The Info List - Calvin Trillin

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CALVIN MARSHALL TRILLIN (born 5 December 1935) is an American journalist , humorist , food writer, poet, memoirist and novelist .


* 1 Early life and education * 2 Career * 3 Personal life * 4 Bibliography * 5 References * 6 External links


Calvin Trillin
Calvin Trillin
was born in Kansas City, Missouri in 1935 to Edythe and Abe Trillin. In his book, _Messages from My Father_, he said his parents called him "Buddy". He attended public schools in Kansas City and went on to Yale University , where he was the roommate and friend of Peter M. Wolf , (for whose 2013 memoir, _My New Orleans, Gone Away_, he wrote a humorous foreword) and where he served as chairman of the _ Yale Daily News _ and was a member of the Pundits and Scroll and Key before graduating in 1957; he later served as a Fellow of the University .


After a stint in the U.S. Army , he worked as a reporter for _Time _ magazine before joining the staff of _ The New Yorker _ in 1963. His reporting for _The New Yorker_ on the racial integration of the University of Georgia was published in his first book, _An Education in Georgia_. He wrote the magazine's _U.S. Journal_ series from 1967 to 1982, covering local events both serious and quirky throughout the United States.

He has also written for _ The Nation
The Nation
_ magazine. He began in 1978 with a column called _Variations,_ which was eventually renamed _Uncivil Liberties_ and ran through 1985. The same name – _Uncivil Liberties_ – was used for the column when it was syndicated weekly in newspapers, from 1986 to 1995. Essentially the same column then ran without a name in _Time_ magazine from 1996 to 2001. His humor columns for _The Nation_ often made fun of the editor of the time, Victor Navasky , whom he jokingly referred to as _the wily and parsimonious_ Navasky. (He once wrote that the magazine paid "in the high two figures.") From the July 2, 1990, issue of _The Nation_ to today, Trillin has written his weekly "Deadline Poet" column – humorous poems about current events. Trillin has written considerably more pieces than any other person for _The Nation_.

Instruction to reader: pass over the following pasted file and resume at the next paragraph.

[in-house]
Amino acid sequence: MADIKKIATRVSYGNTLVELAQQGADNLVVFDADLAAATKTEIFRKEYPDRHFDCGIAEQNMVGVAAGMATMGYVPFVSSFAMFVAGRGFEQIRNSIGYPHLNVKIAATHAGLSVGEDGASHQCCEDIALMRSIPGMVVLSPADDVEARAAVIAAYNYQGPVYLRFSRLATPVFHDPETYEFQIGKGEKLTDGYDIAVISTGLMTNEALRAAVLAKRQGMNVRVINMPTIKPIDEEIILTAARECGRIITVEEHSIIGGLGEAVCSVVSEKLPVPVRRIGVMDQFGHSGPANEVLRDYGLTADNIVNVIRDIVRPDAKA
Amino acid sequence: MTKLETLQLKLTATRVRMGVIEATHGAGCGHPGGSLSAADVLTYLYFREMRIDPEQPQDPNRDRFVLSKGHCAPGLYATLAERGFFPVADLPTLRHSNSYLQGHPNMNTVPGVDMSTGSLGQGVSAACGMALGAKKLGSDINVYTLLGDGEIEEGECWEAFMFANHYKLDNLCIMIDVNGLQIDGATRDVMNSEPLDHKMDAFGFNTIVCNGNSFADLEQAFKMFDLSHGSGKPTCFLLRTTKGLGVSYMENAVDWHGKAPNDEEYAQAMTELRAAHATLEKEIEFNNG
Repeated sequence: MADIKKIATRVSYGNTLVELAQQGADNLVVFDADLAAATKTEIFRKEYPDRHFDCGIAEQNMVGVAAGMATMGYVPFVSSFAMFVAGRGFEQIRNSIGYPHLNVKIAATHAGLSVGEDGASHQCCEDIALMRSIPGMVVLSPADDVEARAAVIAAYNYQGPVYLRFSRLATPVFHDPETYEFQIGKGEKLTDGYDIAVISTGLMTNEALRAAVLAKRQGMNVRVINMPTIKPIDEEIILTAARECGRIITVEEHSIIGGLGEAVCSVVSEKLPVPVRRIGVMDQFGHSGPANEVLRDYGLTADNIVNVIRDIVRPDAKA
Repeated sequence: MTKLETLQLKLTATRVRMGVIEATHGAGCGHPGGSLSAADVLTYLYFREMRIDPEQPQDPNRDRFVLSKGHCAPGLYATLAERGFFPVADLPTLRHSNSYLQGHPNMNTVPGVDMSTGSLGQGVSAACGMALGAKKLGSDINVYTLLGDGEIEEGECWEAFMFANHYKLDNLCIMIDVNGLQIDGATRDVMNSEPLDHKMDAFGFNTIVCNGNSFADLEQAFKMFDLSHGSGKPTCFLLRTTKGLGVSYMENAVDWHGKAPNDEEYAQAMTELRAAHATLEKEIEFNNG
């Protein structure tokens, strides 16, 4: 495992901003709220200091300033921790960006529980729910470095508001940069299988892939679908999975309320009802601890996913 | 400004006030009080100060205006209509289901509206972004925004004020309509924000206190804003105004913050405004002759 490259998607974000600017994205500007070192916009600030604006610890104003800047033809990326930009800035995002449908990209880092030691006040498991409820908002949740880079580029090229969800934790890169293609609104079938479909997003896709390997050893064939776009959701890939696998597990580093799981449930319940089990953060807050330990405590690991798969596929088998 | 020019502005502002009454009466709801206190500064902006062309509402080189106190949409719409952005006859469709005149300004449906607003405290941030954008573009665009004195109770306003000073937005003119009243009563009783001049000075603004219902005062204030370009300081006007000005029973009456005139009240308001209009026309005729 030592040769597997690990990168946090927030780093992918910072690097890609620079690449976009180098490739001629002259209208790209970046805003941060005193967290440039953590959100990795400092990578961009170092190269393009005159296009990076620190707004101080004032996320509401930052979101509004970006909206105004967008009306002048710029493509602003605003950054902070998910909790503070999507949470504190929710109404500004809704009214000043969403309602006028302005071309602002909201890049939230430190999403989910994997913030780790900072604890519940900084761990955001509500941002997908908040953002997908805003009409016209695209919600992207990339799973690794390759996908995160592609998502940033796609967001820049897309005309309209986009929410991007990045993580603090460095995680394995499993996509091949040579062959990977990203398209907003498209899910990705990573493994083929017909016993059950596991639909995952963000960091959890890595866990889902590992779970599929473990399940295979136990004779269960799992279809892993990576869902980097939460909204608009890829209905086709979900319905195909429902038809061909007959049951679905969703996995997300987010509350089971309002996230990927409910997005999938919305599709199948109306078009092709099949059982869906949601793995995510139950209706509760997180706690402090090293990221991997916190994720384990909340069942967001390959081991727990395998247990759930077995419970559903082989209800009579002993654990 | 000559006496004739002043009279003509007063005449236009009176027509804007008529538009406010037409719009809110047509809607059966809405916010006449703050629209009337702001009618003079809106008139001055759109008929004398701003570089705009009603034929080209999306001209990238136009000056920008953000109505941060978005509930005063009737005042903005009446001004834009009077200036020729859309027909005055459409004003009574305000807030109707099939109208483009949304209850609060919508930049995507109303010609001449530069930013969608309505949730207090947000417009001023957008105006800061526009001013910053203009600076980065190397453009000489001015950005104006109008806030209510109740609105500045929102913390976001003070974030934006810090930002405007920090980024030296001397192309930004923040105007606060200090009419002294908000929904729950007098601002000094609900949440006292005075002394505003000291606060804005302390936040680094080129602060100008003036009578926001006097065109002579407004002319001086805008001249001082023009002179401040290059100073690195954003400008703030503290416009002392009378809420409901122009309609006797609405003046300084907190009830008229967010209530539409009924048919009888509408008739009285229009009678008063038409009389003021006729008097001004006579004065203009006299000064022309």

Family, travel and food are also themes in Trillin's work. Three of his books--_American Fried;_ _Alice, Let's Eat;_ and _Third Helpings_--were individually published and are also collected in the 1994 compendium _The Tummy Trilogy._ The most autobiographical of his works are _Messages from My Father_, _Family Man_, and an essay in the March 27, 2006, _New Yorker_, "Alice, Off the Page", discussing his late wife. A slightly expanded version of the latter essay, entitled _About Alice,_ was published as a book on December 26, 2006. In _Messages from My Father_, Trillin recounts how his father always expected his son to be a Jew , but had primarily "raised me to be an American".

He has also written a collection of short stories – _Barnett Frummer Is An Unbloomed Flower_ (1969) – and three comic novels, _Runestruck_ (1977), _Floater_ (1980), and _Tepper Isn’t Going Out_ (2001). This last novel is about a man who enjoys parking in New York City for its own sake and is unusual among novels for exploring the subject of parking .

In 2008, The Library of America selected the essay _Stranger with a Camera_ for inclusion in its two-century retrospective of American True Crime.

In 2012, he was awarded the Thurber Prize for American Humor for _Quite Enough of Calvin Trillin: Forty Years of Funny Stuff_, published by Random House. In 2013, he was inducted into the New York Writers Hall of Fame .